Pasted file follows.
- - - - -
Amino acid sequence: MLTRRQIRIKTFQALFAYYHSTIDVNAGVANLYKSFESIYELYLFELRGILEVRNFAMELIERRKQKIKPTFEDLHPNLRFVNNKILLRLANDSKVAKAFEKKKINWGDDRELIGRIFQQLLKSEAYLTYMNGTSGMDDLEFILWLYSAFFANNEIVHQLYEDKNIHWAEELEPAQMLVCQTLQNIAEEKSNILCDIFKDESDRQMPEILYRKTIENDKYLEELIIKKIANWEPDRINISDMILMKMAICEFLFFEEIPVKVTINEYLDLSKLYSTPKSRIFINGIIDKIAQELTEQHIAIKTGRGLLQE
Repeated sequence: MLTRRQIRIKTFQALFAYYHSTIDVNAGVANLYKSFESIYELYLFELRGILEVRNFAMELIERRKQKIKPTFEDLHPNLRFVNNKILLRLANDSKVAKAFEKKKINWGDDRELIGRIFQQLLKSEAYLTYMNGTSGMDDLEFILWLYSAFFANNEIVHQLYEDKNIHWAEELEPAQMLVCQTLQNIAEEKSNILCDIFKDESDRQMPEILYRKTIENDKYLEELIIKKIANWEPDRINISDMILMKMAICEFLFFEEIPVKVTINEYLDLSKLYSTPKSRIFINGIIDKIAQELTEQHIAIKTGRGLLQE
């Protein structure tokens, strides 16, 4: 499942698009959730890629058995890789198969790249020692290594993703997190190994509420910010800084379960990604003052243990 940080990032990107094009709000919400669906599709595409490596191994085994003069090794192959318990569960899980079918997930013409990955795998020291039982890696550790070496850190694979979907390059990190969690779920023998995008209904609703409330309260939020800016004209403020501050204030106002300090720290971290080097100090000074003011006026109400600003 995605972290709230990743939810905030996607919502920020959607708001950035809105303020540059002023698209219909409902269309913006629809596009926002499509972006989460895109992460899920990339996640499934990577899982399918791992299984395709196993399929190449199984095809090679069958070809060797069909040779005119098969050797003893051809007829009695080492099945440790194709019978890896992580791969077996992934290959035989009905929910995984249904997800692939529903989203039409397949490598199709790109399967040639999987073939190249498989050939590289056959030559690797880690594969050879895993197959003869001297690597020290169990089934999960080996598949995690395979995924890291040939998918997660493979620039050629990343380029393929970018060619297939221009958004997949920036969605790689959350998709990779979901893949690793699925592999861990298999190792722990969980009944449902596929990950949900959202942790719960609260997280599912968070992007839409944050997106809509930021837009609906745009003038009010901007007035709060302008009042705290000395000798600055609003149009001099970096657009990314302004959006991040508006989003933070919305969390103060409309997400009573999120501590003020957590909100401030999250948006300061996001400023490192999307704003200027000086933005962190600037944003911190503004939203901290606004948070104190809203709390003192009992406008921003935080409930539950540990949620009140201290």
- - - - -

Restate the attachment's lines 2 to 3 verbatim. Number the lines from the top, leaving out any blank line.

Repeated sequence: MLTRRQIRIKTFQALFAYYHSTIDVNAGVANLYKSFESIYELYLFELRGILEVRNFAMELIERRKQKIKPTFEDLHPNLRFVNNKILLRLANDSKVAKAFEKKKINWGDDRELIGRIFQQLLKSEAYLTYMNGTSGMDDLEFILWLYSAFFANNEIVHQLYEDKNIHWAEELEPAQMLVCQTLQNIAEEKSNILCDIFKDESDRQMPEILYRKTIENDKYLEELIIKKIANWEPDRINISDMILMKMAICEFLFFEEIPVKVTINEYLDLSKLYSTPKSRIFINGIIDKIAQELTEQHIAIKTGRGLLQE
């Protein structure tokens, strides 16, 4: 499942698009959730890629058995890789198969790249020692290594993703997190190994509420910010800084379960990604003052243990 940080990032990107094009709000919400669906599709595409490596191994085994003069090794192959318990569960899980079918997930013409990955795998020291039982890696550790070496850190694979979907390059990190969690779920023998995008209904609703409330309260939020800016004209403020501050204030106002300090720290971290080097100090000074003011006026109400600003 995605972290709230990743939810905030996607919502920020959607708001950035809105303020540059002023698209219909409902269309913006629809596009926002499509972006989460895109992460899920990339996640499934990577899982399918791992299984395709196993399929190449199984095809090679069958070809060797069909040779005119098969050797003893051809007829009695080492099945440790194709019978890896992580791969077996992934290959035989009905929910995984249904997800692939529903989203039409397949490598199709790109399967040639999987073939190249498989050939590289056959030559690797880690594969050879895993197959003869001297690597020290169990089934999960080996598949995690395979995924890291040939998918997660493979620039050629990343380029393929970018060619297939221009958004997949920036969605790689959350998709990779979901893949690793699925592999861990298999190792722990969980009944449902596929990950949900959202942790719960609260997280599912968070992007839409944050997106809509930021837009609906745009003038009010901007007035709060302008009042705290000395000798600055609003149009001099970096657009990314302004959006991040508006989003933070919305969390103060409309997400009573999120501590003020957590909100401030999250948006300061996001400023490192999307704003200027000086933005962190600037944003911190503004939203901290606004948070104190809203709390003192009992406008921003935080409930539950540990949620009140201290």